Researchers and educators convened a task force during the first weeks of March 2020 to discuss potential roles for confronting the pandemic. By considering what the school could produce quickly and consistently with the expertise and resources at hand, the CUNY SPH Covid-19 Tracking Survey (CUNY CoTS) was launched on March 13, 2020. The resulting reports provided vital information that was made available quickly and distributed to news outlets, to public health officials and to policymakers to aid in informing the pandemic response. This 16-week project led to various similar surveys over the past two years, largely from the same team at CUNY SPH. A series of three quarterly surveys (September 2021, November 2021, January 2022) tracked food and housing security across the city and monitored willingness to accept a vaccine prior to authorization and widespread rollout. Then revisiting some of the same issues, they fielded a survey in January 2022 to compare one year of data collection. This included an oversample in Harlem to zoom in on neighborhood-level sentiments and resource needs. The team produced a data report and a recorded presentation to distribute to community partners and local elected officials.
The CUNY SPH Covid-19 Tracking Survey also paved the way for a series of annual global surveys aimed at tracking public attitudes on the government’s pandemic response, vaccine sentiments and acceptance, and personal risk assessment. These global surveys have led to multiple publications and now a third round of data collection in July 2022. The NYC-level data was quickly synthesized into a report to provide access to information on current attitudes and behaviors across the city with local news outlets picking up key data points. These ongoing survey projects demonstrate CUNY SPH’s commitment to collecting timely data as a foremost research institution, but also the school’s commitment to providing information to empower actions and response at the community level.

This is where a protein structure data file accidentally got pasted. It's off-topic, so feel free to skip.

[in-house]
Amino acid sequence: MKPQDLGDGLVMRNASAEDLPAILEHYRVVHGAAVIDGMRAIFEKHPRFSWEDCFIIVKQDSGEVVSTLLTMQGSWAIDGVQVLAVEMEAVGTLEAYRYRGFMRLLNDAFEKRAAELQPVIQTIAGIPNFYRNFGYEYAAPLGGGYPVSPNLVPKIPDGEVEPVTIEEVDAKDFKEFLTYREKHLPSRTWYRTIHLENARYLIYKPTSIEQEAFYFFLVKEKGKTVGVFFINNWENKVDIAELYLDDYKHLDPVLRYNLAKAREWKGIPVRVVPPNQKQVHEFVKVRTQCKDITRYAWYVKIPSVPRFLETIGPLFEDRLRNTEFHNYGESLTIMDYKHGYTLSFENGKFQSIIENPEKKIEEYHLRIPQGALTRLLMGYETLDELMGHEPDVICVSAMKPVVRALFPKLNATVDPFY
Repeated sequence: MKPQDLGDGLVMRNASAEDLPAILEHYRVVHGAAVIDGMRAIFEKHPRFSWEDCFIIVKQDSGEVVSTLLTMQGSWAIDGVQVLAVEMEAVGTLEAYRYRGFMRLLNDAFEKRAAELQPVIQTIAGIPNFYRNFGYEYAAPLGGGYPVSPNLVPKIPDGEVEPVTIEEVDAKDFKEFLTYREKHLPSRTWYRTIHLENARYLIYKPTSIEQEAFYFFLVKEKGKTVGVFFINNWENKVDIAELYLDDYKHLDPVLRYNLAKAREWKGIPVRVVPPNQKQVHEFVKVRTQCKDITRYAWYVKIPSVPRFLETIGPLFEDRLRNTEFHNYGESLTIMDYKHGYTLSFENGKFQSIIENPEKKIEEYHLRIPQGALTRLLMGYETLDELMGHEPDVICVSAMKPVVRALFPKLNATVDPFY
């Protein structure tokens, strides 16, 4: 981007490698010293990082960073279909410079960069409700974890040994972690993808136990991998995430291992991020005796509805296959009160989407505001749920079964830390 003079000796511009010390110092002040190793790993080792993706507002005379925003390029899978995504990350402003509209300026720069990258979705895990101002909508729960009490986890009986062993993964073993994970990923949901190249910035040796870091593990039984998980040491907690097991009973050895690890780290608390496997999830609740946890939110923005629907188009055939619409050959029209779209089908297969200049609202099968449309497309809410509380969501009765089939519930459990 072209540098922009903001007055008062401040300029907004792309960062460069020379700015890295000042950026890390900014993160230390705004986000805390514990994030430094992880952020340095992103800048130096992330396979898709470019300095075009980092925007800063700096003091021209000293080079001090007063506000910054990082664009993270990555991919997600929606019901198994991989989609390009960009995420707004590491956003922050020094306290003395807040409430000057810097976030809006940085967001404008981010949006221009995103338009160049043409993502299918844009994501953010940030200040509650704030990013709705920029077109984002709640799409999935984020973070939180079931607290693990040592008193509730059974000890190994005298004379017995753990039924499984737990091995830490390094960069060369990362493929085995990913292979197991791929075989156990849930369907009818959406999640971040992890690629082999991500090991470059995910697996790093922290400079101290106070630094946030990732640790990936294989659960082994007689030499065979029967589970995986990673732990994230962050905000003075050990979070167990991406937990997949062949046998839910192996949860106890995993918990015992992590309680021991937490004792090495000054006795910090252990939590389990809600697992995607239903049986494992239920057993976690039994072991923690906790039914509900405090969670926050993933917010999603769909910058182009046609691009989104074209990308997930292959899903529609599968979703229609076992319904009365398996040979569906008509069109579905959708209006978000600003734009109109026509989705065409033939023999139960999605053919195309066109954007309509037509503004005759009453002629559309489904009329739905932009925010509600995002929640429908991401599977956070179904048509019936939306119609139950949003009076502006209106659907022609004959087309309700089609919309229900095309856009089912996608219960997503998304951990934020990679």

In June 2020, CUNY SPH partnered with NYC Health + Hospitals and the Mayor’s Office of Housing Recovery Operations to help hire and train resource navigators and supervisors to connect those infected or exposed to COVID-19 with free critical economic, social and physical health resources and programs including food delivery, help accessing health insurance, links to a primary care provider and mental health support, help with domestic violence, connections to social services and housing resources, and a “take care” package with enough personal protective equipment for a household to quarantine. This project continues today. CUNY SPH has a cadre of 80 navigators and supervisors who are connecting New Yorkers living with long COVID to services.